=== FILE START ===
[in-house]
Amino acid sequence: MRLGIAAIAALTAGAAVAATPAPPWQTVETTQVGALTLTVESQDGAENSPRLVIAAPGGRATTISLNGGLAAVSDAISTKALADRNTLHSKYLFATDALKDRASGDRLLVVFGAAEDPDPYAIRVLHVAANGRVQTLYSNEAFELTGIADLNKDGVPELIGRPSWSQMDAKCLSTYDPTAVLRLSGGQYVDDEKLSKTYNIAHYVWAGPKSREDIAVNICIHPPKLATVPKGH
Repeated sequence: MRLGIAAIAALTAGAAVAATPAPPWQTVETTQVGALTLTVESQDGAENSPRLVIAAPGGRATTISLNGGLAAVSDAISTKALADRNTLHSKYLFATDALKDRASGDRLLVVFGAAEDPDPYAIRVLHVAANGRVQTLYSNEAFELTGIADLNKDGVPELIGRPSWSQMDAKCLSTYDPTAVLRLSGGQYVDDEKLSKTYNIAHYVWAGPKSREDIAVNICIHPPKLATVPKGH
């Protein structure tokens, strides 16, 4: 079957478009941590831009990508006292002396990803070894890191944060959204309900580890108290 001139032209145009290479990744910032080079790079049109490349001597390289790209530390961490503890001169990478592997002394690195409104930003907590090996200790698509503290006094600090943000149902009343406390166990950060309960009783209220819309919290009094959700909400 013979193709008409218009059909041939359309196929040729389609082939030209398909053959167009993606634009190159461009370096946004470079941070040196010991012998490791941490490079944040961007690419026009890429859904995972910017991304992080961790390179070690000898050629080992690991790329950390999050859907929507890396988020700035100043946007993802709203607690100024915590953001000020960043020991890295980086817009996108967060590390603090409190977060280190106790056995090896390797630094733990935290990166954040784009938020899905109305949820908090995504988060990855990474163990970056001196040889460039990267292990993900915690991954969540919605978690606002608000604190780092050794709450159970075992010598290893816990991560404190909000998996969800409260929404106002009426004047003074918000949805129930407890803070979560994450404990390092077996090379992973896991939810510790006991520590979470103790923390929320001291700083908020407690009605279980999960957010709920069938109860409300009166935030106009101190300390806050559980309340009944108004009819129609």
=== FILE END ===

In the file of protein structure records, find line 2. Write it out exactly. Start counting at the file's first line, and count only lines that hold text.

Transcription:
Amino acid sequence: MRLGIAAIAALTAGAAVAATPAPPWQTVETTQVGALTLTVESQDGAENSPRLVIAAPGGRATTISLNGGLAAVSDAISTKALADRNTLHSKYLFATDALKDRASGDRLLVVFGAAEDPDPYAIRVLHVAANGRVQTLYSNEAFELTGIADLNKDGVPELIGRPSWSQMDAKCLSTYDPTAVLRLSGGQYVDDEKLSKTYNIAHYVWAGPKSREDIAVNICIHPPKLATVPKGH